Piece by Piece
Piece by Piece
In the mid-1980s, the New York–based collector Donna Schneier visited a London craft gallery and discovered jewelry unlike anything she had ever seen. “I thought it was extraordinary and very inexpensive,” says Schneier, who scooped up Caroline Broadheads sleevelike bracelets made from nylon thread and David Watkinss delicate paper collars. “I’d seen some ‘art to wear’ in the U.S. but nothing like this. I came back with 11 pieces.”
Schneier had stumbled on the world of art jewelry, variously called studio jewelry, wearable art and contemporary jewelry. She began searching for and buying these unusual and sometimes unwearable objects, paying between $500 and $1,000 for what seemed like virtuoso miniature sculptures made out of resin, silver, rubber, gold, leather and every other imaginable material.
Schneier, who is also a private dealer of contemporary glass and ceramics, continued buying for the next 20 years, focusing on dozens of American and European jewelers whom she considered artistically significant. Her collection came to include such 20th-century European innovators as German goldsmith Hermann Jünger and Swiss designer Otto Künzli, who famously encased a gold ball in a rubber bangle. Schneier also bought in depth works by a group of American jewelry artists who emerged in the late 1960s and rose to prominence in the following decades.“I don’t differentiate between artists who make art to wear and artists who make art to hang,” she says.
The history of art jewelry in the U.S. can be traced back to sculptor Alexander Calder. The handcrafted pieces he made for friends and family, beginning in the 1930s, inspired a generation of studio jewelers who worked in metal. Calder’s whimsical, primitive-looking wire brooches and combs are center stage at a retrospective at the Norton Museum of Art, in West Palm Beach, Florida, through June 15; the show opens at the Metropolitan Museum of Art in New York this December.
From the 1940s to 1960s in New York’s Greenwich Village, a coterie of jewelers, including Sam Kramer and Art Smith, experimented with organic lines and abstract or Surrealist forms inspired by biomorphic art and midcentury design. Twenty of Smith’s pieces were recently given to the Brooklyn Museum, which will show them in “From the Villageto Vogue: The Modernist Jewelry of Art Smith,” opening this month.
The category’s obscurity is partly due to the difficulty of defining it. The pieces are figurative or abstract, wearable or not, and draw inspiration from art, design and the maker’s imagination. These days, curators, dealers and collectors generally agree that to qualify as art, jewelry works must be one of a kind and produced in studios by makers trained in university or apprenticeship programs in art, metalworking or goldsmithing.
Since the ’60s, the American movement has expanded dramatically, forming associations with important graduate schools, such as the Cranbrook Academy of Art, Rhode Island School of Design and the State University of New York at New Paltz. Jewelry artists have tested different mediums, developed storytelling techniques and drawn inspiration from their lives, politics and cultural modes. In the ’60s, several stars emerged, including Robert Ebendorf, who melds poker chips, crab claws and pearls in his experimentation with materials, and Bruce Metcalf, who embeds emotional narratives in his pieces, as in a brooch from 1976 featuring a painted portrait of Metcalf in a straitjacket. Among notable younger practitioners working now are the Portland, Maine–based artist Lauren Fensterstock, who pairs diamonds and rotting potatoes in drawings and sculptures that tug at the boundaries between art, jewelry and ornament, and Jan Yager, of Philadelphia, whose political commentary involves necklaces and brooches constructed from crack vials and auto glass plucked from urban streets.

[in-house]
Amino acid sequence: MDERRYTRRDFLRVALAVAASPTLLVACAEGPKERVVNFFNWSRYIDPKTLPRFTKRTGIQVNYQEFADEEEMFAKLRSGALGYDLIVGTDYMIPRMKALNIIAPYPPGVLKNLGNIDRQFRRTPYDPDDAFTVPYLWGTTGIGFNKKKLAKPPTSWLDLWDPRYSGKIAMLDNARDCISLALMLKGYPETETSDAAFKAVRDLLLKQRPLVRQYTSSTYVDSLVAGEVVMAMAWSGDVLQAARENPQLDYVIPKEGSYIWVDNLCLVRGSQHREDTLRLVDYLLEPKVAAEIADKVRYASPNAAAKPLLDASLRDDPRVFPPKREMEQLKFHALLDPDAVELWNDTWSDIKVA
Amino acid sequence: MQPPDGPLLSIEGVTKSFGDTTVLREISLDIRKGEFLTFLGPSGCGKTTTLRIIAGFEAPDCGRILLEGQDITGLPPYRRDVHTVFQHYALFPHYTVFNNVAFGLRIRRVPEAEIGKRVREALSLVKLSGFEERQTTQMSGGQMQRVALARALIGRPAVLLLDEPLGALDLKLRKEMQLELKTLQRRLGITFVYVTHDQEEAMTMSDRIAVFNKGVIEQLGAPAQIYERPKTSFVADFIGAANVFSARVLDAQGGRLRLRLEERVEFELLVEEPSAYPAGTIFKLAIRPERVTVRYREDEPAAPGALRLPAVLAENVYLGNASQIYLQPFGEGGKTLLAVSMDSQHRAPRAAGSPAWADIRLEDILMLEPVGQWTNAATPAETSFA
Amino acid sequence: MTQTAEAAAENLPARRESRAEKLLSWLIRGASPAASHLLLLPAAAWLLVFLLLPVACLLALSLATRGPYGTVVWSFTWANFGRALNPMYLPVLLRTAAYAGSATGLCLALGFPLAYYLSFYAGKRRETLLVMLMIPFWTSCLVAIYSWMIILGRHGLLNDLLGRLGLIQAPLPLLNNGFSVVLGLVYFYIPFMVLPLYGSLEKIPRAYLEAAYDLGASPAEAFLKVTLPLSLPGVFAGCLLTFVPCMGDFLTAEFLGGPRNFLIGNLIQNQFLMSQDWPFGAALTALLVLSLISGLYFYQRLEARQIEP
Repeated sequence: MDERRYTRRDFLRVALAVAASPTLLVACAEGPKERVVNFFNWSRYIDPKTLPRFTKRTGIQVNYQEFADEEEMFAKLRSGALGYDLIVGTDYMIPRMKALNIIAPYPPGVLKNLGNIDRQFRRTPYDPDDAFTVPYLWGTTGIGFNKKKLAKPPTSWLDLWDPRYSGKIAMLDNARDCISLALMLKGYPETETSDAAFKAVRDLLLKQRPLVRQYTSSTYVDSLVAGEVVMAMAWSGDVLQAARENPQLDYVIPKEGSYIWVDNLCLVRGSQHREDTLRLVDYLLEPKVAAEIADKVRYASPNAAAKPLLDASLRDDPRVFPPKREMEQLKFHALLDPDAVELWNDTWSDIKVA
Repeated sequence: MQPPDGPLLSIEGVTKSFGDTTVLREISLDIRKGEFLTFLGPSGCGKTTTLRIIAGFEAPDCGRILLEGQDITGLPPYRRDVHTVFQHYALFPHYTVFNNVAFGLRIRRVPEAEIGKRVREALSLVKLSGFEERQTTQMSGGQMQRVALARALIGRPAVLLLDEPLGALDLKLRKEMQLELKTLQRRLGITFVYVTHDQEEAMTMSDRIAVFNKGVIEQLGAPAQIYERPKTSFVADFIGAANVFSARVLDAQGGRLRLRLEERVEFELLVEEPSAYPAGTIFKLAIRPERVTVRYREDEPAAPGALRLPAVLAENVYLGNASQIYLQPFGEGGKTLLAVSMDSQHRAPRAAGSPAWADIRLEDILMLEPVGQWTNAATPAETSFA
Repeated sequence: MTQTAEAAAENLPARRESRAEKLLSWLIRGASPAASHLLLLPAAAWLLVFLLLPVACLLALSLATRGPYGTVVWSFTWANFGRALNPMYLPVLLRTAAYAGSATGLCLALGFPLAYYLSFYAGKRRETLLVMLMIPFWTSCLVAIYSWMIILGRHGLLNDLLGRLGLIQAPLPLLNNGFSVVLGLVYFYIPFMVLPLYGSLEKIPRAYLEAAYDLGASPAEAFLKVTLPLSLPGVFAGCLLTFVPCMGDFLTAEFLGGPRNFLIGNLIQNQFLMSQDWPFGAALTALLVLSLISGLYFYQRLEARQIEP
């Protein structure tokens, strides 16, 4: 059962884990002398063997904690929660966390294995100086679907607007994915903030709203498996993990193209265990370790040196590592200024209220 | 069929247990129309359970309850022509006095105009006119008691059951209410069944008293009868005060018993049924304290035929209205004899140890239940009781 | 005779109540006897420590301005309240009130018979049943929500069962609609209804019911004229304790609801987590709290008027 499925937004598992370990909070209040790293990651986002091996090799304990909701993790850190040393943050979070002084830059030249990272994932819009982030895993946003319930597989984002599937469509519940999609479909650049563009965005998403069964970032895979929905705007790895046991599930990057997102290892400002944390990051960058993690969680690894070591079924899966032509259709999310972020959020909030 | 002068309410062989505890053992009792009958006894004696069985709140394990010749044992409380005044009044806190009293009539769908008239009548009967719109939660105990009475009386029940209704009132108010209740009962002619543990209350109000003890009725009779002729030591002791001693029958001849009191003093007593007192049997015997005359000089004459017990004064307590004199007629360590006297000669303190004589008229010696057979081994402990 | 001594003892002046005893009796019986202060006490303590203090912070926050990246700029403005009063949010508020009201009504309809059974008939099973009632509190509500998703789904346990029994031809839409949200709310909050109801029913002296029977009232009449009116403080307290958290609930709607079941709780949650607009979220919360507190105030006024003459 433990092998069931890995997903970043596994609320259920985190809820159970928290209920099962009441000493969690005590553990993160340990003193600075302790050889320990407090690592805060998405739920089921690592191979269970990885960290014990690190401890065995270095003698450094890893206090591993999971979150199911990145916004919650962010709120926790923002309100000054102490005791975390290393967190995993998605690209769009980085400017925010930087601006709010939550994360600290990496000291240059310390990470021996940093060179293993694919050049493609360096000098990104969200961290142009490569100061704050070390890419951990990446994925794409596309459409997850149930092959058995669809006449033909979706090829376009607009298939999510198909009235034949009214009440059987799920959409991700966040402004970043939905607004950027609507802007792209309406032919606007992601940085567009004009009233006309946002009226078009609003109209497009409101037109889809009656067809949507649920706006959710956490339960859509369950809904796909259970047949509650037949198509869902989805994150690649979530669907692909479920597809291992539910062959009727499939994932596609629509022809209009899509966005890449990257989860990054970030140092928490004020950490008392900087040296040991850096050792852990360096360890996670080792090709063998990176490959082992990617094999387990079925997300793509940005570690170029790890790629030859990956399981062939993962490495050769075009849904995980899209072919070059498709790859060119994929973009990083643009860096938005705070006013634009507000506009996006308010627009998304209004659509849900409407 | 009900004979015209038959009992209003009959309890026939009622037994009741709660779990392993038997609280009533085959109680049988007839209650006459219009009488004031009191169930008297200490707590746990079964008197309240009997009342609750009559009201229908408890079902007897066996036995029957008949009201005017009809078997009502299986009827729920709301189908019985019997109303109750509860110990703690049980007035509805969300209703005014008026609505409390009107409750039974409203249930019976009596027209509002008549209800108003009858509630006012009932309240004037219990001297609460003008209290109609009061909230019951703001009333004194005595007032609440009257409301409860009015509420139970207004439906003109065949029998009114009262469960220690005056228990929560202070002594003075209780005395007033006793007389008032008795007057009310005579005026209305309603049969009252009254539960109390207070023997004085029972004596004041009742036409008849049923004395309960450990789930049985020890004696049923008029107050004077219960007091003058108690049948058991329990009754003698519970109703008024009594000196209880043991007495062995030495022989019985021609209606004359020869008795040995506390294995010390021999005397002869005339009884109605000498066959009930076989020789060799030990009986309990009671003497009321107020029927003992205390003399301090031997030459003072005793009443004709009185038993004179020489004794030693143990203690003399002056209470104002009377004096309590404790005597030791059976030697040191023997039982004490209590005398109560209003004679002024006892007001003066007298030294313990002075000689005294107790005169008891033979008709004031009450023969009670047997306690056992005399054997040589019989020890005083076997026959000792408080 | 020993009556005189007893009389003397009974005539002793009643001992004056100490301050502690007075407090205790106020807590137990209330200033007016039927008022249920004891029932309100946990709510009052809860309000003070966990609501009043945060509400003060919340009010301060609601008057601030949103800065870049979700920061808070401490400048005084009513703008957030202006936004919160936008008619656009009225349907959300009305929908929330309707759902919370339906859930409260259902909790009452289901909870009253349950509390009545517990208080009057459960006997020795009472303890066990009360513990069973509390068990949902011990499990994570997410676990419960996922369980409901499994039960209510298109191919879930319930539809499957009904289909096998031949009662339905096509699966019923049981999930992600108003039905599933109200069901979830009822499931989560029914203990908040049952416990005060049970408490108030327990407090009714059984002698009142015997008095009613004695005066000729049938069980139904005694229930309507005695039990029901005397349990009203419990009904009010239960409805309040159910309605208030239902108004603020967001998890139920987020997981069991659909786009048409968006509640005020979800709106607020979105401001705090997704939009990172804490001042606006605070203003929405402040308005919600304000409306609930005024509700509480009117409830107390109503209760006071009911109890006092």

European art jewelers have also experimented with materials, and while their work is more conceptual, it is also more formal and refined than that of their American counterparts.
The past year has been a remarkable one for studio jewelry. Schneier recently gave her 117-piece collection to the Metropolitan in New York, the first such collection to be accessioned by the museum. She felt the gift was a vindication of creators overlooked by the art and design worlds and criticized as being too “crafty.” For the Met, Schneier’s gift was a revelation. “What makes these pieces museumworthy is that they represent another art form,” says associate curator Jane Adlin, who specializes in modern and contemporary design at the Met. “You don’t find them in the jewelry store.”
Also in 2007 the Museum of Fine Arts, Boston, exhibited 150 highlights from the 600-piece Daphne Farago collection, which it had recently acquired. And last September, the museum appointed Yvonne Markowitz as the first jewelry curator in the U.S.
This fall, contemporary jewelry will get a foothold in New York with a permanent exhibition space in the Museum of Arts & Designs new home on Columbus Circle. The gallery, the first in the nation, is funded by a $2 million grant from the Tiffany & Co. Foundation. MAD’s collection contains more than 500 important examples of art jewelry from the 1940s to today. In December, just a few months after Markowitz joined the MFA, Ursula Ilse-Neuman was appointed the jewelry curator at MAD. “We’ll be showing cutting-edge jewelry, including ephemeral pieces, the barely wearable and jewelry about jewelry,” says Ilse-Neuman.
“There is a spiking interest by American museums,” says Cindi Strauss, the curator of modern and contemporary decorative arts and design at the Museum of Fine Arts, Houston. Strauss organized “Ornament as Art: Avant-Garde Jewelry from the Helen Williams Drutt Collection,” the pioneering Philadelphia contemporary jewelry dealer’s assemblage of 800 pieces representing the “greatest hits” from the past four decades of European and American jewelry making. A touring show of highlights is on view through July 6 at the Smithsonian in Washington, D.C. Before the Drutt acquisition (a partial gift and purchase), the MFA Houston owned just one piece of studio jewelry. Now examples by such leading figures as Stanley Lechtzin (a silver-and-resin neckpiece) and Wendy Ramshaw (sculptural pillar rings) have transformed the museum into a contemporary-jewelry destination.